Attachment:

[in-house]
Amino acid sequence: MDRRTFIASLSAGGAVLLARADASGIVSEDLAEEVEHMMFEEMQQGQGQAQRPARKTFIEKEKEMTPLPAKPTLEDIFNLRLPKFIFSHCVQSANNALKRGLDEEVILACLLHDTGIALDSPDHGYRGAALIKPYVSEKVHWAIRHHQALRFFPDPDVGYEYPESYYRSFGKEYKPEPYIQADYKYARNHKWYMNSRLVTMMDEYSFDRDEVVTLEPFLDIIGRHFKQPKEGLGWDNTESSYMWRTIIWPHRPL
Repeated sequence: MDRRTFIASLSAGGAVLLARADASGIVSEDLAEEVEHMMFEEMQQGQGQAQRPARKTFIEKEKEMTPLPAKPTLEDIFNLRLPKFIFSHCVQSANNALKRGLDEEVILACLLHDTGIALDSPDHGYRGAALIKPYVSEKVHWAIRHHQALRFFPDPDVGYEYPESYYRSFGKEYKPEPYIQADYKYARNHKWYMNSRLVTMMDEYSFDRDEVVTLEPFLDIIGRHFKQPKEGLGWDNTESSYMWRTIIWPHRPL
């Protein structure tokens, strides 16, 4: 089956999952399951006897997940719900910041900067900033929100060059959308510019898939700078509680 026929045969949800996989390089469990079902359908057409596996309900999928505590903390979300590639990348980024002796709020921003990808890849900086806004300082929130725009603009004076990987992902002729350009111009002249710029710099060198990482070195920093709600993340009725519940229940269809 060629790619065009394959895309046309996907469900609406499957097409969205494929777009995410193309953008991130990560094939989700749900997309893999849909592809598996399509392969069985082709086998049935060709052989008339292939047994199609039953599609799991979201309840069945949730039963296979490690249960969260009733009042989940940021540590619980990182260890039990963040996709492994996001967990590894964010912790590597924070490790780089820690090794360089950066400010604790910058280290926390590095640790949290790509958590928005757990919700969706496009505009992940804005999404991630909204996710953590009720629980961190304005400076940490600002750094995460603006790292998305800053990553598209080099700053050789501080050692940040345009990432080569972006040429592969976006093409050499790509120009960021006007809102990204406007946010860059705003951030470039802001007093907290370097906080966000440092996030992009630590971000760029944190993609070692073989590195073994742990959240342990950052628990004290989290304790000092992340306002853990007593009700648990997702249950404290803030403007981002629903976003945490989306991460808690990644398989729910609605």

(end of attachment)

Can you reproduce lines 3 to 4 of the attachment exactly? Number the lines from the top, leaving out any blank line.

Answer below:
Repeated sequence: MDRRTFIASLSAGGAVLLARADASGIVSEDLAEEVEHMMFEEMQQGQGQAQRPARKTFIEKEKEMTPLPAKPTLEDIFNLRLPKFIFSHCVQSANNALKRGLDEEVILACLLHDTGIALDSPDHGYRGAALIKPYVSEKVHWAIRHHQALRFFPDPDVGYEYPESYYRSFGKEYKPEPYIQADYKYARNHKWYMNSRLVTMMDEYSFDRDEVVTLEPFLDIIGRHFKQPKEGLGWDNTESSYMWRTIIWPHRPL
């Protein structure tokens, strides 16, 4: 089956999952399951006897997940719900910041900067900033929100060059959308510019898939700078509680 026929045969949800996989390089469990079902359908057409596996309900999928505590903390979300590639990348980024002796709020921003990808890849900086806004300082929130725009603009004076990987992902002729350009111009002249710029710099060198990482070195920093709600993340009725519940229940269809 060629790619065009394959895309046309996907469900609406499957097409969205494929777009995410193309953008991130990560094939989700749900997309893999849909592809598996399509392969069985082709086998049935060709052989008339292939047994199609039953599609799991979201309840069945949730039963296979490690249960969260009733009042989940940021540590619980990182260890039990963040996709492994996001967990590894964010912790590597924070490790780089820690090794360089950066400010604790910058280290926390590095640790949290790509958590928005757990919700969706496009505009992940804005999404991630909204996710953590009720629980961190304005400076940490600002750094995460603006790292998305800053990553598209080099700053050789501080050692940040345009990432080569972006040429592969976006093409050499790509120009960021006007809102990204406007946010860059705003951030470039802001007093907290370097906080966000440092996030992009630590971000760029944190993609070692073989590195073994742990959240342990950052628990004290989290304790000092992340306002853990007593009700648990997702249950404290803030403007981002629903976003945490989306991460808690990644398989729910609605």